The 50 Best summer reads
From Tudor intrigues to front-line non-fiction, Sophie Morris and her panel of experts pick the season’s most brilliant books
Rebecca Armstrong is the features editor of The Independent and i. Here she selects the best crime fiction and thrillers
Will Carr is deputy director of the International Anthony Burgess Foundation (anthonyburgess.org). 2012 is the 50th anniversary of the publication of 'A Clockwork Orange'
Brett Wolstencroft is the manager of Daunt Books' flagship store in Marylebone (dauntbooks.co.uk)
Skios by Michael Frayn
Faber and Faber, £15.99
A contemporary Greek drama unfolds on the island of Skios when a case of mistaken identity threatens to expose the dubious foundations of a farcical hifalutin' intellectual organisation. Nothing and no one escapes Frayn's eager satire in this wonderfully executed highbrow beach read. Sustaining comic writing this funny is epic in itself.
Heft by Liz Moore
A touching study of love and loneliness across the generations, set in Brooklyn and the lesser-known New York district of Yonkers. Moore makes sympathetic characters out of her loner protagonists: a housebound academic; his former student, now an alcoholic; and her baseball-playing son, each hoping for redemption from their isolated existences.
The Server by Tim Parks
Harvill Secker, £16.99
Beth is caught tight in the grip of a strict meditation retreat, trying to absolve herself of past sins. Parks is engaging, persistent, lyrical and entertaining as Beth decides whether to give into her own identity, or to that of the institute where she is staying.
Bring Up the Bodies by Hilary Mantel
4th Estate, £20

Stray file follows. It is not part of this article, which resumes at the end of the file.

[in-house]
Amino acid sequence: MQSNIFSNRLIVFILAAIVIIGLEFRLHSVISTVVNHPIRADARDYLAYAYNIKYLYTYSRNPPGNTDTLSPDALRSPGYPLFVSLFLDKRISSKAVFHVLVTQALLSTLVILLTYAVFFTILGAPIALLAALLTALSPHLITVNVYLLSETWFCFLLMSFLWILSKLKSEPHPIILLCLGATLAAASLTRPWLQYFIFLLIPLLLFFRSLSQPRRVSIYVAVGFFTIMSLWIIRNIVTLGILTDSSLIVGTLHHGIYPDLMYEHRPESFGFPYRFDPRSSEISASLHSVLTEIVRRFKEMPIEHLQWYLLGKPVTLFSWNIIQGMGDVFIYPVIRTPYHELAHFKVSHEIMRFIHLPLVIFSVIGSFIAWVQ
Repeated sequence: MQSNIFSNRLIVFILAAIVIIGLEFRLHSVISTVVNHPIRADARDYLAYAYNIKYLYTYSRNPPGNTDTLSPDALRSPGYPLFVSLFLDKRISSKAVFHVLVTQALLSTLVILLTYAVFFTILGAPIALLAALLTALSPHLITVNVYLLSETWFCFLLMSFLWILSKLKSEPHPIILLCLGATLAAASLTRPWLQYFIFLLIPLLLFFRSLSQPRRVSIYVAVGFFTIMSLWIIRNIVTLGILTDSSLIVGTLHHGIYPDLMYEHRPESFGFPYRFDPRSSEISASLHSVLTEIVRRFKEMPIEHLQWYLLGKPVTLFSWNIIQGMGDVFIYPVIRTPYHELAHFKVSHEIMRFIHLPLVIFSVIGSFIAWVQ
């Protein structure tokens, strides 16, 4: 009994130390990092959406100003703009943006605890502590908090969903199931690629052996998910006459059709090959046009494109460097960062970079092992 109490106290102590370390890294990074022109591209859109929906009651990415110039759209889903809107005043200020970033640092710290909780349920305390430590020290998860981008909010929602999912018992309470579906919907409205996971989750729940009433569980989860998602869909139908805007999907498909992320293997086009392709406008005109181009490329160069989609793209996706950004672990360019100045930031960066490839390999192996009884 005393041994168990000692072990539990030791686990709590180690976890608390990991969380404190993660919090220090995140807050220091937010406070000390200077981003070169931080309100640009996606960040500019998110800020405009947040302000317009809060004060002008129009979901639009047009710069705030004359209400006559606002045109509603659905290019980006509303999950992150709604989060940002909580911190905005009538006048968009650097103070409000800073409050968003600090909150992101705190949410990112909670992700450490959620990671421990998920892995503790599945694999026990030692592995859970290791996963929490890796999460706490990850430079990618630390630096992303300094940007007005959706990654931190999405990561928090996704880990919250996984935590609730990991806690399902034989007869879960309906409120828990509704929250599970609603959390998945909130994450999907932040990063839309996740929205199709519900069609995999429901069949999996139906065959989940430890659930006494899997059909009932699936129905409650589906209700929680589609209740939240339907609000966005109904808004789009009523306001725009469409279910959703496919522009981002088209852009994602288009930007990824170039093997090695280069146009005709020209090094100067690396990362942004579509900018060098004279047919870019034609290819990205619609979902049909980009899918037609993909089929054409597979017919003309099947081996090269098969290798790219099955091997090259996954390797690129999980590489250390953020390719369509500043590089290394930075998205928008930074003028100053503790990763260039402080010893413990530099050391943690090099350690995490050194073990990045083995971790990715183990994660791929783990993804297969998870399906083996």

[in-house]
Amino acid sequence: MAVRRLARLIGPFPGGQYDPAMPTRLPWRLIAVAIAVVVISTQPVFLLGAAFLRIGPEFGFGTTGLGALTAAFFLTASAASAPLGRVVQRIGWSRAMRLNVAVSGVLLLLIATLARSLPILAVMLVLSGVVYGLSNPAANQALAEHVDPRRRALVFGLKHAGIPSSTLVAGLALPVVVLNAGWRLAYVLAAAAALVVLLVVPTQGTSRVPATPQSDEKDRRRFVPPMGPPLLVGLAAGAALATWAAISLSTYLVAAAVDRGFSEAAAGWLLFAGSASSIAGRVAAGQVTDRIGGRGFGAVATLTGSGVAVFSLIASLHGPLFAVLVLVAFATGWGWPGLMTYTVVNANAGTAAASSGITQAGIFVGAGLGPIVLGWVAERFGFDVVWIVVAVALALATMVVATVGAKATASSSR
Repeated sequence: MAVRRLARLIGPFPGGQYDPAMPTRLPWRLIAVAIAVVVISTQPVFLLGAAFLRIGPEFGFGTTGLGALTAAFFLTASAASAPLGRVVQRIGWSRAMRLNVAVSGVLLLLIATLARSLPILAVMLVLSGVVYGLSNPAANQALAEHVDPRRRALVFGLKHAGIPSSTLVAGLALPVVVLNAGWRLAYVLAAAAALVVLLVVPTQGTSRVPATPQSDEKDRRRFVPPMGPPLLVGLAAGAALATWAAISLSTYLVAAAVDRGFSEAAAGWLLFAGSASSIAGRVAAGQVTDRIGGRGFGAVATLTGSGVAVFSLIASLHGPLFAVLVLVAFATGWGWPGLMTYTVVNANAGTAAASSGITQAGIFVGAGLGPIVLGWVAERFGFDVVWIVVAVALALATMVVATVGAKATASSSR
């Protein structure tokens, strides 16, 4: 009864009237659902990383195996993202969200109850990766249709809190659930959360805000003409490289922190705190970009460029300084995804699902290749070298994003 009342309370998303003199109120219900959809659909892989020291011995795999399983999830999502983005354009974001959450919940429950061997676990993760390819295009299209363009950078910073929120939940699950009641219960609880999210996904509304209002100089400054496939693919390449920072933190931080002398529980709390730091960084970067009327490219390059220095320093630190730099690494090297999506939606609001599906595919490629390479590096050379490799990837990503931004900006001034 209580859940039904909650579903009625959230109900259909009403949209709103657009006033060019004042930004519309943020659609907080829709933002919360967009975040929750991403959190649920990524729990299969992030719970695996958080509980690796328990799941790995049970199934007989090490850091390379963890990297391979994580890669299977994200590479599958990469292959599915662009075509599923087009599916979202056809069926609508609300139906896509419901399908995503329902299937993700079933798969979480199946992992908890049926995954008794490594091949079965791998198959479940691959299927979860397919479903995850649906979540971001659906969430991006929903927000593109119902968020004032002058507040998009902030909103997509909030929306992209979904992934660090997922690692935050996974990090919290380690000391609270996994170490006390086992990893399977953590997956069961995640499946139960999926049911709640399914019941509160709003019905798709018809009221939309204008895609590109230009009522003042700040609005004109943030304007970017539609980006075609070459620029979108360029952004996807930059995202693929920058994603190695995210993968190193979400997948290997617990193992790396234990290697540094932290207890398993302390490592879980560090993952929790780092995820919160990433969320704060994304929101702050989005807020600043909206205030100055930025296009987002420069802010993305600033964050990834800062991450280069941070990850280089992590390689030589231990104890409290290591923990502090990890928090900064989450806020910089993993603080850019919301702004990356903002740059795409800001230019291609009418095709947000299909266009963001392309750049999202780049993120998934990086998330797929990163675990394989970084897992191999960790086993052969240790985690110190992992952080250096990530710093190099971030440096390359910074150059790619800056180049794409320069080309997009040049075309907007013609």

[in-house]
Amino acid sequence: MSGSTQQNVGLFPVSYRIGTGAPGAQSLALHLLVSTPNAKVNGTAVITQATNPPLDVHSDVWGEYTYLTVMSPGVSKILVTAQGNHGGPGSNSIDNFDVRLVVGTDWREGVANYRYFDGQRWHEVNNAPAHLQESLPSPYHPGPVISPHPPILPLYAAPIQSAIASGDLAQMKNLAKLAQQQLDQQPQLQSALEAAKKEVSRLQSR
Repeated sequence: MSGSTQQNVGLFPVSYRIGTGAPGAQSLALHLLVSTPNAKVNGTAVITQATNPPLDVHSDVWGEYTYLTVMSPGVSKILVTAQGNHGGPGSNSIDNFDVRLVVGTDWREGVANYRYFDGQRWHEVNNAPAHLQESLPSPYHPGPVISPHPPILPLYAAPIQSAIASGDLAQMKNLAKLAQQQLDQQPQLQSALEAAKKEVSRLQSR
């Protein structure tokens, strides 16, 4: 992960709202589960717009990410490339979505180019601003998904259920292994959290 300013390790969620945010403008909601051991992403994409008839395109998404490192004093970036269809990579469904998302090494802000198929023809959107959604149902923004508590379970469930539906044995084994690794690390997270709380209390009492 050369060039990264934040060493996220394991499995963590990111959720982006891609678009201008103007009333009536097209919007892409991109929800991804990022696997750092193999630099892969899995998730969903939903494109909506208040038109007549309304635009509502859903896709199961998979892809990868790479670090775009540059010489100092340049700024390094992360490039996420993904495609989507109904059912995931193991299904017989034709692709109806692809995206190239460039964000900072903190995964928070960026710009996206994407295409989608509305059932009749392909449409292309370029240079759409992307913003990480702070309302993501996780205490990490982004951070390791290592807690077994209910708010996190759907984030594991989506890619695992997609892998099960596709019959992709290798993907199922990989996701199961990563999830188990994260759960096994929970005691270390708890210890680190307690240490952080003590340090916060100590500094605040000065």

"Bloody, intricate and all in period costume, the follow-up to Wolf Hall takes you back to the Tudors and keeps you there, more or less mesmerised," says Will. "A bit like Game Of Thrones without the terrible writing, bad acting and unremitting misanthrophy."
The Pale King by David Foster Wallace
"Difficult, complicated, dull, far too long, set in a tax office and quite brilliant," says Will. "David Foster Wallace's posthumous masterpiece needs at least a whole summer. Alienating, but in the best possible way, and also very funny. Just reissued in paperback, with four new chapters."
Earthly Powers by Anthony Burgess
Vintage Classic, £10.99
"An unjustly forgotten epic," says Will. "Earthly Powers takes in the whole of the 20th century through the adventures of its 81-year-old hero Kenneth Toomey."
Let It Come Down by Paul Bowles
"If you're on holiday, then the adventures of a hapless tourist through the seedy underworld of Tangier are just what you need," says Will.
Adventures in Form edited by Tom Chivers
Penned in the Margins, £9.99
"Ninety poems by 46 leading poets working in all forms and with great ingenuity," explains Will. "Full of things to divert, entertain and provoke."
Rules of Civility by Amor Towles
Sceptre, £4.99 on Kindle
"Magical echoes of Dorothy Parker and Scott Fitzgerald abound in this wonderful tale of Jazz-Age Manhattan," says Brett. "An instant classic."
The Art of Fielding by Chad Harbach
4th Estate, £8.99
"One badly thrown baseball profoundly changes the lives of star college player Henry Skrimshander and those around him," says Brett.
All That I Am by Anna Funder
"A gripping first novel by the author of Stasiland," says Brett. "Friends are united in the irresistance to Hitler. England brings an illusion of safety, only for it to be shattered by betrayal."
Illyrian Spring by Ann Bridge
Daunt Books, £9.99
"Grace Kilmichael, a painter, is escaping her husband, her children and herself," says Brett. "She learns to live again amidst the unspoilt beauty of the Dalmatian Coast."
The Girl Who Fell From the Sky by Simon Mawer
Little, Brown, £16.99
A fictional account of a woman sent by SOE into France during the Second World War who finds resources of strength and cunning few modern women will ever need to call on.
Mountains of the Moon by IJ Kay
Jonathan Cape, £16.99